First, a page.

Frenchman André René Roussimoff was worshipped in the United States as the greatest wrestler in living memory. He passed away in 1993, and remains a figure shrouded in mystery. In an HBO documentary beginning on April 10, American director Jason Hehir offers an intimate portrayal of the man everyone knew as “André the Giant.”
Twenty-five years following his death, André Roussimoff continues to make heads turn. His physique — 7 ft. 3, 520 pounds — and his sporting prowess — a career spanning 27 years and more than 5,000 fights – made him part of American folklore alongside popular heroes such as Paul Bunyan and Davy Crockett.
“Our culture has an appetite for stories that are truly larger than life,” says Jason Hehir. “I heard so many stories about André, but none of them were true. My goal is to tell the story of André Roussimoff the human being, not the giant or the carnival attraction.”
The Birth of a Giant
André Roussimoff was born in 1946 in Molien, a village on the Marne river between Meaux and Château-Thierry. His impressive physique meant he was soon scouted and began a career as a professional wrestler, first in Paris, then in England and Japan. On June 1, 1971, André fought for the first time in North America, in the suburbs of Montreal. The Frenchman had adopted “Géant Ferré” as his stage name in reference to a hero from the Hundred Years’ War, but the Quebecer flyers all billed him as “the Giant from the French Alps.”
The nickname stuck. Two years later, the French wrestler climbed into the ring at Madison Square Garden in New York. The crowd cheered out for André the Giant — the lumberjack of superhuman strength raised in the mountains. André was quick to accept his new identity, and until his death claimed to be born in Grenoble, a city in the French Alps popular with Americans since the 1968 Winter Olympics. The white lie was accepted, and it is still marked as his official birthplace on his Wikipedia page.
Due to his size, André was often hired for “battles royal” where he had to wrestle several opponents.
The wrester became an attraction in and of himself, and legend soon took over from reality. In the days before cable television and YouTube, fans had to rely on obscure magazines to follow their favorite wrestlers. While waiting for fights to come to their towns, they would share a variety of rumors and stories. It was said the Giant had two hearts and two rows of teeth. He was also supposedly famed for drinking 106 cans of beer in a single evening, and fighting (and beating) 20 people all at once. His shock of hair, booming voice, and broken English only added to the myth.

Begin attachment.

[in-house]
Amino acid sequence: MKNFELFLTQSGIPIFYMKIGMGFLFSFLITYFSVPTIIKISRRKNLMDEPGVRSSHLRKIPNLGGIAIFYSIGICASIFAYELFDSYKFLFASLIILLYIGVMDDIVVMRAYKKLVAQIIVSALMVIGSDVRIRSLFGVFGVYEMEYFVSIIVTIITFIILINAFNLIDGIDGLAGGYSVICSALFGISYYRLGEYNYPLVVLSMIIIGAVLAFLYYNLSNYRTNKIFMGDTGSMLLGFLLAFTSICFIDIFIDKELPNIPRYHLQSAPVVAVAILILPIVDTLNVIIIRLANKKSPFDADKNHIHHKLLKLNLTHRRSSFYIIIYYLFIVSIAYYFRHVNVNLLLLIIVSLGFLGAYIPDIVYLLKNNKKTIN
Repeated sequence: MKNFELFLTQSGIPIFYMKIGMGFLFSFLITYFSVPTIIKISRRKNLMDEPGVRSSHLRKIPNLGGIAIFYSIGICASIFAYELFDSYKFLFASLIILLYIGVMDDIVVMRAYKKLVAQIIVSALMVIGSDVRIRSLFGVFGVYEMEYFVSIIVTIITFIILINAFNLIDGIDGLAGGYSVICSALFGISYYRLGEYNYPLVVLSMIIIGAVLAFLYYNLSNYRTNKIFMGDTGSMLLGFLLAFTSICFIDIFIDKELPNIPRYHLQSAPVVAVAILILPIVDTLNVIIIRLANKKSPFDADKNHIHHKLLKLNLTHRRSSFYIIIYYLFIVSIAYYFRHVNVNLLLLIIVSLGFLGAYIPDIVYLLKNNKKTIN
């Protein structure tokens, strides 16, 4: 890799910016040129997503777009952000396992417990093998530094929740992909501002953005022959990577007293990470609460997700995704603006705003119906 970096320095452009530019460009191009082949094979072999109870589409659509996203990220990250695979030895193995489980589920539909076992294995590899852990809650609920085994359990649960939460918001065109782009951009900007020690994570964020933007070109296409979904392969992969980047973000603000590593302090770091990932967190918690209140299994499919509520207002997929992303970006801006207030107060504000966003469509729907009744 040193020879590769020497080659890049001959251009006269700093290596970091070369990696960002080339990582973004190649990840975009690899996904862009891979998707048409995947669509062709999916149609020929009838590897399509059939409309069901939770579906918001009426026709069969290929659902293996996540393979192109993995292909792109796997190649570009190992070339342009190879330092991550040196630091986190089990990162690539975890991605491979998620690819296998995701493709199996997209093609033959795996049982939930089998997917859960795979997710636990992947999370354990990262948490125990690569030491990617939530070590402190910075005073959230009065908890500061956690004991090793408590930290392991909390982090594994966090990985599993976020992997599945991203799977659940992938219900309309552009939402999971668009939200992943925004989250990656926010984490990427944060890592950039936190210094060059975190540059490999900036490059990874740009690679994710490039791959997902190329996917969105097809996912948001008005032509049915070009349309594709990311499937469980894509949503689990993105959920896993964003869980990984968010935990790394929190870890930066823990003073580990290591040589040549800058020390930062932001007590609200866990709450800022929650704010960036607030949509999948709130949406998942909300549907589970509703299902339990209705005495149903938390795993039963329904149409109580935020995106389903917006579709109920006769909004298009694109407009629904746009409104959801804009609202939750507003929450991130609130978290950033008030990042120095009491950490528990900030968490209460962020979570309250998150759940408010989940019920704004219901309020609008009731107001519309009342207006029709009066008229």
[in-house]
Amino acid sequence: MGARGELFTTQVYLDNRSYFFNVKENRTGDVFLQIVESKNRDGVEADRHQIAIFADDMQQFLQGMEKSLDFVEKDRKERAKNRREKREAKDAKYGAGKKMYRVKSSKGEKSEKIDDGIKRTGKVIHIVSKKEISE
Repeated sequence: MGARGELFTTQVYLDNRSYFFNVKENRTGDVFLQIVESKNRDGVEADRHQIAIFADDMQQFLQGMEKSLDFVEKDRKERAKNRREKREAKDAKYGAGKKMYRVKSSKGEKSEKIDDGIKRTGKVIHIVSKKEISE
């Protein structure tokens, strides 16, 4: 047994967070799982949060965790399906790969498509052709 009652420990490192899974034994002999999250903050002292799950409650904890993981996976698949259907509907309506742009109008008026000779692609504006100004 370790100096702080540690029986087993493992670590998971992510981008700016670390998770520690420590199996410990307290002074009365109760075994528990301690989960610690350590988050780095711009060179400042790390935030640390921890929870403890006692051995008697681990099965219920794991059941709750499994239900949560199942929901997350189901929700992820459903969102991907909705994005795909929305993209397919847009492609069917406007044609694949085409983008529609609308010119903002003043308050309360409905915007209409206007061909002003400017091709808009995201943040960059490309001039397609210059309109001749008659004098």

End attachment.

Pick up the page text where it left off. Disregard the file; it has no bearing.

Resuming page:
A Giant with Feet of Clay
The World Wrestling Federation (formerly the WWF, now the WWE) went professional in the early 1980s. The arrival of cable, followed by satellite television, enabled fights to be broadcast across the country, and so began the “golden age” of professional wrestling in the United States. André became the first French person to win the heavyweight world champion title, while also pursuing other activities. He starred in Cyndi Lauper’s music video for “The Goonies ‘R’ Good Enough” (1985), and in Rob Reiner’s 1987 movie, The Princess Bride.
André Roussimof, Robin Wright, and Wallace Shaw in The Princess Bride. © 20th Century Fox/Kobal/Rex/Shutterstock
But the life of the “Eighth Wonder of the World” was one of suffering. He was over 6 ft. 6 by the time he was a teenager, and quickly grew too big for the world around him. “Everything was uncomfortable for him,” says Jason Hehir, who interviewed 25 people who knew André for the documentary. “There was never a fork or a knife, or a chair, or a bed, or a bathroom that was made for a man of that size.”
In Jason Hehir’s documentary, Antoine and Jacques Roussimoff are shown in the green-shuttered house where they grow up. The camera moves through the kitchen to focus on their brother’s chair — a custom model designed by the village carpenter. The audience also learns that André’s shoes were a size 22. He regularly flew to Japan, but his size prevented him from using the plane’s bathroom and he was forced to use a bucket. “André was as famous as Muhammad Ali, but Ali could put on a trench coat and a baseball cap,” to avoid being noticed, says wrestling historian David Shoemaker in an interview for the documentary. “André couldn’t hide.”
The Final Fight
When he wasn’t on the road or in the ring, the Frenchman resided in the little town of Ellerbe, North Carolina, where he had bought a ranch. The hills and the fields reminded him of his native region in France, and while away from the cameras and crowds the Giant was able to forget about his disease. André suffered from gigantism, and his continued, rapid growth put a severe strain on his heart and joints. He underwent numerous operations as a result, during which time he was unable to step back into the ring.
The “clash between Cain and Abel”: André Roussimoff vs. Hulk Hogan in 1987. © WWE
On March 29, 1987, André Roussimoff went head-to-head with Hulk Hogan at the Wrestlemania III event in Pontiac, Michigan. The “clash between Cain and Abel” was watched live by one million fans. The Giant could barely stand, and held onto the ropes to steady himself. His opponent pulled his punches. André submitted. It was his first defeat in 15 years — a record still unbeaten today — and the end of his professional career. He died six years later from a heart attack in his room at the Hôtel de la Trémoille in Paris.
“André didn’t have to put on a costume,” says American journalist Terry Todd, who wrote a profile of the Giant for the magazine Sports Illustrated in 1981. “He didn’t need to paint his face or wear strange robes. He was unique; he was a real person and a mythological creature at the same time.”
U.S. release: April 10
Director: Jason Hehir
Running time: 85 min